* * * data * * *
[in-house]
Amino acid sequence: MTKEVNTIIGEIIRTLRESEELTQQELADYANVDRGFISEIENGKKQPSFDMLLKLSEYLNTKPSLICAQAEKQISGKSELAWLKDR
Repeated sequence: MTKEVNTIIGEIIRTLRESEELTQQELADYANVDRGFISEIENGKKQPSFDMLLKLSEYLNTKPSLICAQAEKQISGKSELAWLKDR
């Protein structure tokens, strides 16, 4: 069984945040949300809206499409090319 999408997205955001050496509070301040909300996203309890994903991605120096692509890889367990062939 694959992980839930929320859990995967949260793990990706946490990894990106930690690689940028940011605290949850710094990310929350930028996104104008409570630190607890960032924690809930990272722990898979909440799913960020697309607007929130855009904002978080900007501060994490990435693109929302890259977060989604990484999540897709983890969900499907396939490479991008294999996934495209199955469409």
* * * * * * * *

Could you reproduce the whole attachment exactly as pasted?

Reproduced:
[in-house]
Amino acid sequence: MTKEVNTIIGEIIRTLRESEELTQQELADYANVDRGFISEIENGKKQPSFDMLLKLSEYLNTKPSLICAQAEKQISGKSELAWLKDR
Repeated sequence: MTKEVNTIIGEIIRTLRESEELTQQELADYANVDRGFISEIENGKKQPSFDMLLKLSEYLNTKPSLICAQAEKQISGKSELAWLKDR
């Protein structure tokens, strides 16, 4: 069984945040949300809206499409090319 999408997205955001050496509070301040909300996203309890994903991605120096692509890889367990062939 694959992980839930929320859990995967949260793990990706946490990894990106930690690689940028940011605290949850710094990310929350930028996104104008409570630190607890960032924690809930990272722990898979909440799913960020697309607007929130855009904002978080900007501060994490990435693109929302890259977060989604990484999540897709983890969900499907396939490479991008294999996934495209199955469409």